Is it unrealistic to think I can care for my mother-in-law who has dementia?

1 answer | Last updated: Oct 05, 2016
Sharen asked...

My dear Mother in Law has dementia she is 92 and is a Memory Care facility in Montana. My husband and I want to bring her here and care for her, are we being unrealistic?

Expert Answers

Joanne Koenig Coste is a nationally recognized expert on Alzheimer's care and an outspoken advocate for patient and family care. She is the author of Learning to Speak Alzheimer's. Also, she currently is in private practice as an Alzheimer's family therapist. Ms. Koenig Coste also serves as President of Alzheimer Consulting Associates, implementing state-of-the-art Alzheimer care throughout the United States.

Wanting to bring your mom-in-law into your home to care for her is a wonderfully unselfish thought, however there are many factors to consider that may outweigh the reasons to move her.

Here are a few questions that might affect your final resolution. 1. Is this move for her or for you? 2. Is your home familiar to her or would she have to adjust to a brand new environment (again). 3. Would you be able to provide the 24/7 care that she now receives on the Memory Care Unit? 4. Would you be able to offer the kind of increased physical care that she may need as the disease progresses? 5. Does she have relatives or friends who could visit? 6. If she is now socializing and participating in specialized activities, would you be able to provide this daily enrichment?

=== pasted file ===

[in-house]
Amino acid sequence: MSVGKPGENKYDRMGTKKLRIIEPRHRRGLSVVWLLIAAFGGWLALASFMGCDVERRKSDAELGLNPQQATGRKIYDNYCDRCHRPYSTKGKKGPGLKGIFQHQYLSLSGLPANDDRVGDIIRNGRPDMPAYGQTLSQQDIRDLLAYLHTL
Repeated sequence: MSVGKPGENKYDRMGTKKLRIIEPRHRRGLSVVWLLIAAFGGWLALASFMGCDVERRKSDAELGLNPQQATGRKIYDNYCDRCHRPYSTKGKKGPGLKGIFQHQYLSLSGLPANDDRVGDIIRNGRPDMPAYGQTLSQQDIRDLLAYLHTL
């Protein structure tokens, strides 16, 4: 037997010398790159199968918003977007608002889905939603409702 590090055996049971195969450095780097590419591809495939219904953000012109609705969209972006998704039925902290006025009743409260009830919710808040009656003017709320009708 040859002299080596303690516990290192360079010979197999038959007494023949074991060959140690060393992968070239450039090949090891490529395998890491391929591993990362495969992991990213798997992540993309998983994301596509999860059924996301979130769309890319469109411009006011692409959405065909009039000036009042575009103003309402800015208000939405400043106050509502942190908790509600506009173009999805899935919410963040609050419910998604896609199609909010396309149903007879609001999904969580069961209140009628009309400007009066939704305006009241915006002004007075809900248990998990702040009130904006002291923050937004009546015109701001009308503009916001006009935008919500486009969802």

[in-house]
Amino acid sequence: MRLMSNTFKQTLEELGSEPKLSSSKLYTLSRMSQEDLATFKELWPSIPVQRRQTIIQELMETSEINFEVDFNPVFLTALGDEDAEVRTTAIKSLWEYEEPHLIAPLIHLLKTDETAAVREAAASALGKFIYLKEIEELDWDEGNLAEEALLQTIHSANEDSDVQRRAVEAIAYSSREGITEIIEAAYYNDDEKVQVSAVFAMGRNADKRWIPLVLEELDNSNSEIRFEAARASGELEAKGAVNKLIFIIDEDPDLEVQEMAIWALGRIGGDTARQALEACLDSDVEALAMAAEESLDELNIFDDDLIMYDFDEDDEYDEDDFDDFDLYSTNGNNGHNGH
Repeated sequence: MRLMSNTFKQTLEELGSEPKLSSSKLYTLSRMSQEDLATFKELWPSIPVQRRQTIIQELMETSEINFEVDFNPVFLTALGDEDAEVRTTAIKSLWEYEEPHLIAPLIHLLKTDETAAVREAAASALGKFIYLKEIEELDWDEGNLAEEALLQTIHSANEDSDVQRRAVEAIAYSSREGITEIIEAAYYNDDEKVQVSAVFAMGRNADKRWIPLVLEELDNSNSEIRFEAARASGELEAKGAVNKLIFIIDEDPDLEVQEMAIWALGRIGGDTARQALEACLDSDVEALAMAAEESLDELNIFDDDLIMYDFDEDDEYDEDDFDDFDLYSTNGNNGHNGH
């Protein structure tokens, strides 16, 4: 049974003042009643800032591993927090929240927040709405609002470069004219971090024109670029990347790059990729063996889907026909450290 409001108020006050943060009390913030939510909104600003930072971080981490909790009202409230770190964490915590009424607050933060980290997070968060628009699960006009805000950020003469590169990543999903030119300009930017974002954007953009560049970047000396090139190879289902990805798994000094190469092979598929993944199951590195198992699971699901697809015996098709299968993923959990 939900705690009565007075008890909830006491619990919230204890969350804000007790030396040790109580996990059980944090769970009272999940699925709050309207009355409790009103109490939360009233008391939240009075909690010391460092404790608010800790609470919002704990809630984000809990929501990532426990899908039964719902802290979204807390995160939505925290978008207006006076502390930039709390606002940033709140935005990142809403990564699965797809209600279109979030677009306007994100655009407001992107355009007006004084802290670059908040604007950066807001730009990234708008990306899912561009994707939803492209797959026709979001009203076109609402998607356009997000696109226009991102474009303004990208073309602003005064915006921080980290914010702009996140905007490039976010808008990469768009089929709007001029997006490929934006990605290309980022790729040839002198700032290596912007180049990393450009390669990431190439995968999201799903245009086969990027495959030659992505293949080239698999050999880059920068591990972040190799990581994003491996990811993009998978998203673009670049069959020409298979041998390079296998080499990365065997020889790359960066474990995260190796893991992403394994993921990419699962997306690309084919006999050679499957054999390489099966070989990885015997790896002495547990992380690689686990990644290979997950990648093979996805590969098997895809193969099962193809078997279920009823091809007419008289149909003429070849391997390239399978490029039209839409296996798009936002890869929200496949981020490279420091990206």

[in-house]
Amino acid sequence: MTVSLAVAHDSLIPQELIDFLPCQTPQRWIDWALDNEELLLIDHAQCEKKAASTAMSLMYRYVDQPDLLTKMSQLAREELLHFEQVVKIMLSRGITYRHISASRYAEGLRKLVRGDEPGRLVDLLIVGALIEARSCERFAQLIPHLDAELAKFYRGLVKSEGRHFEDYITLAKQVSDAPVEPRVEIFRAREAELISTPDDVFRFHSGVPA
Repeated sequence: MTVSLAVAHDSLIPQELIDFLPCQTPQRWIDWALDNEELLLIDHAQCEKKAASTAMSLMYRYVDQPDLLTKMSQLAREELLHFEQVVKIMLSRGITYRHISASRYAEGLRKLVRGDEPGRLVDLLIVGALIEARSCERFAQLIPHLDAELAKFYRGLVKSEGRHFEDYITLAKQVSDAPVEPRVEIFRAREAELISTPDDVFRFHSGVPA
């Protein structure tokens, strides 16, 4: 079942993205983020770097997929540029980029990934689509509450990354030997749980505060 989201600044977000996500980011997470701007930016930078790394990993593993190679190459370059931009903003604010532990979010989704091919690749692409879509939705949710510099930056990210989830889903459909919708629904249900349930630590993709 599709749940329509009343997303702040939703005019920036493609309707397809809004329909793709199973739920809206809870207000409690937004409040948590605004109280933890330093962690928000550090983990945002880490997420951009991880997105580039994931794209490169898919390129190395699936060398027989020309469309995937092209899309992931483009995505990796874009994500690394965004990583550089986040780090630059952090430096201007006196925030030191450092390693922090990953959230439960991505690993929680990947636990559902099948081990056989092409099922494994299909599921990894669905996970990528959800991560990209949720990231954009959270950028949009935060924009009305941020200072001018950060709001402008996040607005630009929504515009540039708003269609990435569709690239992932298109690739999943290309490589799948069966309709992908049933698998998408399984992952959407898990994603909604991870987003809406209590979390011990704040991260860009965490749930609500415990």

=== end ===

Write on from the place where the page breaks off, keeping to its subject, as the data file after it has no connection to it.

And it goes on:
If you have answered 'no' to any of these questions, then I suggest you weigh this decision to see if perhaps she is receiving a quality of care that can only be given in a specialized program where staff is trained to deal with residents throughout the stages of dementia, where there are chances for interaction, where she has most likely bonded with some staff and other residents, and where the surroundings have become familiar.

Now, if the answers to these questions are all "yes", then by all means bring her into your home where she can bask in your love for the last chapter in her life.
I would recommend, before you make the physical move,that you bring her familiar belongings from the facility to her new room in your home. This will help to make the transition much easier. Be prepared that she may have a few difficult days following the move as her brain adjusts to this new environment. Whichever choice becomes your decision, do remember to take care of YOU.